The engine of the Raiders passing offense doesn't play wide receiver, of course. He plays tight end. After entering the league in 2015 as sixth rounder, battling substance abuse issues so severe that they nearly ended his NFL career, and converting from wide receiver to tight end, Darren Waller's play over the last two seasons has been a revelation--and an inspiration. Waller's 26% target share over the last two seasons trails only George Kittle among tight ends. Only Davante Adams, Michael Thomas, DeAndre Hopkins, Allen Robinson and Keenan Allen have higher target shares at wide receiver. Waller is a WR1 with tight end eligibility. Given Agholor's vacated targets and uncertainty surrounding the quality of his replacements, it's possible that Waller's target share increases. Even if not, Waller is locked in as a truly elite fantasy tight end.
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The Raiders selected Josh Jacobs in the first round of the 2019 draft with a plan to shift toward the run. They did just that, with Jacobs as their featured runner. Yet through two seasons, Jacobs has been a disappointment. The blame doesn't fall solely on Jacobs. Coming out of Alabama, Jacobs profiled as a committee back with plus receiving ability. He was then promptly typecast as a two-down grinder. Over the least two seasons Jacobs is RB7 in rushing share, while just RB44 in target share. His 8% target share matches Nick Chubb's.
This year's usage shapes up as more of the same. The Raiders signed Kenyan Drake to a 2-year $11 million contract in free agency. 2020 revealed Drake to be more of an early-down speed rusher than a receiving back, but Gruden has been clear that the Raiders see things differently, valuing him primarily for his receiving ability. I would argue that the Raiders have these roles flipped. Drake led Jacobs in NFL Next Gen's success rate and in PFF's breakaway percentage. Jacobs led Drake in elusive rating and in yards per route run. I tend to think a backfield works best utilizing a consistent gainer with breakaway speed in the ground game, and an elusive tackle breaker with receiving ability in the receiving game--but maybe that's just me. As it stands, Jacobs and Drake are set to cannibalize each other's production in 2021, and both appear miscast in their respective roles.
The Raiders also made the surprising decision to revamp their offensive line this off-season. RT Trent Brown was traded to the Patriots for a fifth round pick. That position will now be filled by Alex Leatherwood, the Raiders first round draft selection, widely seen as one of the biggest reaches in the draft. The Raiders traded C Rodney Hudson to the Cardinals for a third round pick. Andre James and Nick Martin will battle to replace him. Both project as downgrades. Starting RG Gabe Jackson was also traded to the Seahawks for a fifth round pick. RG will likely be manned by Denzelle Good or John Simpson. Good turns 30 in March and is coming off his first season as a full-time player. The Raiders drafted Simpson in the fourth round last season, and he played very little as a rookie. Richie Incognito will be at left guard. Incognito is 38 and struggled through injuries last season. The Raiders do at least have a strong starter in LT Kolton Miller, who is emerging as one of the better young tackles in the league. Overall this unit is a major question mark.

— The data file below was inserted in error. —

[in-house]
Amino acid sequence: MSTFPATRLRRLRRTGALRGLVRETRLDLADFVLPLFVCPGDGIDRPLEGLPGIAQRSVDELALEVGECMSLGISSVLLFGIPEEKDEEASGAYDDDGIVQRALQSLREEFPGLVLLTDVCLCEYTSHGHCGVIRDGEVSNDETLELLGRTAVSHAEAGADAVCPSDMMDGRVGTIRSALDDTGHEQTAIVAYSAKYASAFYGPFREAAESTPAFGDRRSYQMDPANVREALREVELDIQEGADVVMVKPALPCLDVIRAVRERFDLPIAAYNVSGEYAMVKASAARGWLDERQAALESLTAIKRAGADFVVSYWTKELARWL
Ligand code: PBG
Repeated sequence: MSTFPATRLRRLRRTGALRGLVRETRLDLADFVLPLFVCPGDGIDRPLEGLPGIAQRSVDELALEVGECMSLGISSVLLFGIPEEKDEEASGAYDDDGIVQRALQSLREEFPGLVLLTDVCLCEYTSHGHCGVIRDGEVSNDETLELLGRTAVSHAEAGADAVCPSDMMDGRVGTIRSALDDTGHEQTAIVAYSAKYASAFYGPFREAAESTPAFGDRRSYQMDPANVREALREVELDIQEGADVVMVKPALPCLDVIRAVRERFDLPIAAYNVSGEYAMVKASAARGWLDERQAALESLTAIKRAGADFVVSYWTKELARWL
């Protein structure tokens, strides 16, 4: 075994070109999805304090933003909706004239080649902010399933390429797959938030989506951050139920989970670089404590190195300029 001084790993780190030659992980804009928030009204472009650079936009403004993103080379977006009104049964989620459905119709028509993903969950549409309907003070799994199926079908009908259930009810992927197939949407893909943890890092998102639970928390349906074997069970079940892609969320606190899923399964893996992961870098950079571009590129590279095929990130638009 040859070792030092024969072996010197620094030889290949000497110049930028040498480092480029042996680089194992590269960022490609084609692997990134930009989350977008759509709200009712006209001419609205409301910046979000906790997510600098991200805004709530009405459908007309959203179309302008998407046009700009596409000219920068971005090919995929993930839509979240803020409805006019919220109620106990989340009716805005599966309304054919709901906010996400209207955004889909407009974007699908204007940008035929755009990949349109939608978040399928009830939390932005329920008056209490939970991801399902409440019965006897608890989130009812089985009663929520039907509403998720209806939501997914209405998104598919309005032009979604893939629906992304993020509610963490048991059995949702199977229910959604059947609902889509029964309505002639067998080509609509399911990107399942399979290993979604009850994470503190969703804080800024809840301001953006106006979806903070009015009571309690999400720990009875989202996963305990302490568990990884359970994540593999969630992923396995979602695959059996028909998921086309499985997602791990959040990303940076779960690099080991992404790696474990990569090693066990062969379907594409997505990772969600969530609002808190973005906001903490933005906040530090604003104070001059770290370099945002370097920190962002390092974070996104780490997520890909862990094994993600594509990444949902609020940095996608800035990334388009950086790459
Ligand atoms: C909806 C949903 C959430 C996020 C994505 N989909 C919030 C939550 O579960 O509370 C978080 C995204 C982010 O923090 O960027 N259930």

The situation isn't helped by the Raiders schedule, which Warren Sharp ranks as the most difficult in the league. This makes Jacobs a particularly dangerous pick. Expensive two-down rushers in negative game scripts are what gives the dead zone its name.
Given the aforementioned schedule difficulty and offensive line concerns, this is shaping up as a potentially rough season for the Raiders. Ultimately, that might not be a bad thing for all of their receiving weapons. Gruden loves to keep his offense balanced when he has the choice, so a healthy serving of garbage time could actually be helpful for Waller, Ruggs, Edwards, or even Drake as a check down option. But it's generally good practice to target offenses who, you know, score points. So Raiders stacks look risky, despite the low cost to complete them.
The Raiders win total reflects this pessimism. PointsBet has the Raiders over/under at seven wins. In a 17 game season, things need to get pretty ugly for Las Vegas to hit the under. But I think there are more realistic downside scenarios here than magical underdog stories. Seven looks like the right number to me, but if forced to choose, I'll take the under.